More importantly, with no snow cover, the bunnies don't have the same protection they usually get. I found 3 different bunny kill sites in one short hike.

Bunnies are probably the prefered choice. They hunt muskrat as needed.

 

Lots of coopers hawks pics in all the bird groups. Becoming a very common bird year round. I watch a pair that hunts pigeons and starlings at a cow farm down the street.

 

Crows are the ultimate winter bird. One of the few you hear calling on an icefishing trip. They seem to like snow. I watch them play in it and toss it around like kittens with string.

 

Sea gulls are the icefishermens' bird. They give us something to watch while we wait for flags, then steal our lunch when we run to one.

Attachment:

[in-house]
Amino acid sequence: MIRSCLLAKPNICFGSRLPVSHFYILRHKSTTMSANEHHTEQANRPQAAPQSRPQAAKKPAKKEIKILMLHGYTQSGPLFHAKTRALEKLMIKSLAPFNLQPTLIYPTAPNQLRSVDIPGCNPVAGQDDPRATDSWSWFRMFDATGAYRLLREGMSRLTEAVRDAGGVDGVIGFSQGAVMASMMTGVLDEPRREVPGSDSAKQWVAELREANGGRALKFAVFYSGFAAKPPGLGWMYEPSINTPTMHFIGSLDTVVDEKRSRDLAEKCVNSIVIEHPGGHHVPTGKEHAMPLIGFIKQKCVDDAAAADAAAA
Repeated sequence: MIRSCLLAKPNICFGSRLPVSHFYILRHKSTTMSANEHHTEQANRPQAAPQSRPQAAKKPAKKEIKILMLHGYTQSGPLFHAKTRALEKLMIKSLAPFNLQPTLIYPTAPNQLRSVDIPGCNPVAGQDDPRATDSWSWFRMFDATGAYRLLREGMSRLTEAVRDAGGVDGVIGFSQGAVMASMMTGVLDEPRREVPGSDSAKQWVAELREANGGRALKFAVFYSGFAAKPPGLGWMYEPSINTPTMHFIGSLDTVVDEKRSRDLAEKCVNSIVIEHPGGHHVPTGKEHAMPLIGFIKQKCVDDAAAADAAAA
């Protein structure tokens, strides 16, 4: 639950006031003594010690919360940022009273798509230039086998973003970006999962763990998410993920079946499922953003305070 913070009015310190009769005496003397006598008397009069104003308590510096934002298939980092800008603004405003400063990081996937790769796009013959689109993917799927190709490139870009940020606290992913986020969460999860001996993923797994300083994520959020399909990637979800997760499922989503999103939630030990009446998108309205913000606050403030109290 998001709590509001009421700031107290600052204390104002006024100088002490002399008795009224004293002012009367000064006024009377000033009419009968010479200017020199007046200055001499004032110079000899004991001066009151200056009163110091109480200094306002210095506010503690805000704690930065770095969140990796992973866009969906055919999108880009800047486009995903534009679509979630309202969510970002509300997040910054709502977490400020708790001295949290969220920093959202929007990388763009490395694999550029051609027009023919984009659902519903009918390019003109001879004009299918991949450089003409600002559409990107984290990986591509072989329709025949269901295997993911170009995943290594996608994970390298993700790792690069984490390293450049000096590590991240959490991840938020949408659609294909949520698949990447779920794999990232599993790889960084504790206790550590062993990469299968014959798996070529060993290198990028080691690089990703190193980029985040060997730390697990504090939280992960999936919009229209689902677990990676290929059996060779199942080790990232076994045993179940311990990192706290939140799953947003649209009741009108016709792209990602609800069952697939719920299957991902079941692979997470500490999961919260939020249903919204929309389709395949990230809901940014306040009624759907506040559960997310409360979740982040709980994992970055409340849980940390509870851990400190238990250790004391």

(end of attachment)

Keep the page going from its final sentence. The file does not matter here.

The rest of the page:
A few years ago there was a locally rare iceland gull at Comet pond that would pull up line from a tipup to get the shiner.

Winter birds.

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We haven't had nuthatches here for years. Now I have a couple pairs of red breasted and white breasted nuthatches. They visit the feeders from dawn to dusk.

After a two year hiatus, the Carolina wrens have returned. I think we lost them during the bad winter we had 2 years ago. 

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1 min ago, Running Ape said:

This has been a great winter for birds- stumbled into a flock of golden crowned kinglets, seen gannets, dovekies, and razorbills from shore. 

Been some cool ones. I don't chase rarities (except raptors) so I mainly enjoy them in the bird groups (that haven't banned me).